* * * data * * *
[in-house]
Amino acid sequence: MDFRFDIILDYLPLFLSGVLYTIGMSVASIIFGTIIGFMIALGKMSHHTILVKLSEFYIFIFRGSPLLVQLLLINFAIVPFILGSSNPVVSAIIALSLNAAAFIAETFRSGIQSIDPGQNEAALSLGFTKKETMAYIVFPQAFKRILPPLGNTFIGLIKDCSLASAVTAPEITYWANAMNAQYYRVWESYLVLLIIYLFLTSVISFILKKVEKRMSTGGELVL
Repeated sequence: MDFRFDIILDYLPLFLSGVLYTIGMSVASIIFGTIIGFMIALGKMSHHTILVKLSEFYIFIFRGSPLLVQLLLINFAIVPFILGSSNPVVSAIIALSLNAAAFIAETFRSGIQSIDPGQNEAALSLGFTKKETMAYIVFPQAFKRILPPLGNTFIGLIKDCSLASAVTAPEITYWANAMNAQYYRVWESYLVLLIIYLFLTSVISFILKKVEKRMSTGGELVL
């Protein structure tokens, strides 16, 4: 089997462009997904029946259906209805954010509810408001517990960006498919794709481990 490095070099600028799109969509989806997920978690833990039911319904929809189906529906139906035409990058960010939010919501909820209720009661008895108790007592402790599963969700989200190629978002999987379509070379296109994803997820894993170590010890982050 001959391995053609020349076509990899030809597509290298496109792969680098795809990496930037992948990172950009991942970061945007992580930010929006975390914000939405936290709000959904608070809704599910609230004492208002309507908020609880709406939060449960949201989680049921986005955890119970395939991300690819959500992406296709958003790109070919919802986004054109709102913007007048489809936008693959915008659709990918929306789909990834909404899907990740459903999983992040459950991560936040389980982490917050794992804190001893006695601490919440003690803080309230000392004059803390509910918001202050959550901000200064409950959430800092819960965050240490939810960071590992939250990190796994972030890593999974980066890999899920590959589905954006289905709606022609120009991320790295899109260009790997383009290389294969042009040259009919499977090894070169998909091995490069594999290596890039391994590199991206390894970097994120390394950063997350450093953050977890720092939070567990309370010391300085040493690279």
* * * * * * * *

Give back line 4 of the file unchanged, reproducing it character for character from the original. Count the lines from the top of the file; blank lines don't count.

């Protein structure tokens, strides 16, 4: 089997462009997904029946259906209805954010509810408001517990960006498919794709481990 490095070099600028799109969509989806997920978690833990039911319904929809189906529906139906035409990058960010939010919501909820209720009661008895108790007592402790599963969700989200190629978002999987379509070379296109994803997820894993170590010890982050 001959391995053609020349076509990899030809597509290298496109792969680098795809990496930037992948990172950009991942970061945007992580930010929006975390914000939405936290709000959904608070809704599910609230004492208002309507908020609880709406939060449960949201989680049921986005955890119970395939991300690819959500992406296709958003790109070919919802986004054109709102913007007048489809936008693959915008659709990918929306789909990834909404899907990740459903999983992040459950991560936040389980982490917050794992804190001893006695601490919440003690803080309230000392004059803390509910918001202050959550901000200064409950959430800092819960965050240490939810960071590992939250990190796994972030890593999974980066890999899920590959589905954006289905709606022609120009991320790295899109260009790997383009290389294969042009040259009919499977090894070169998909091995490069594999290596890039391994590199991206390894970097994120390394950063997350450093953050977890720092939070567990309370010391300085040493690279």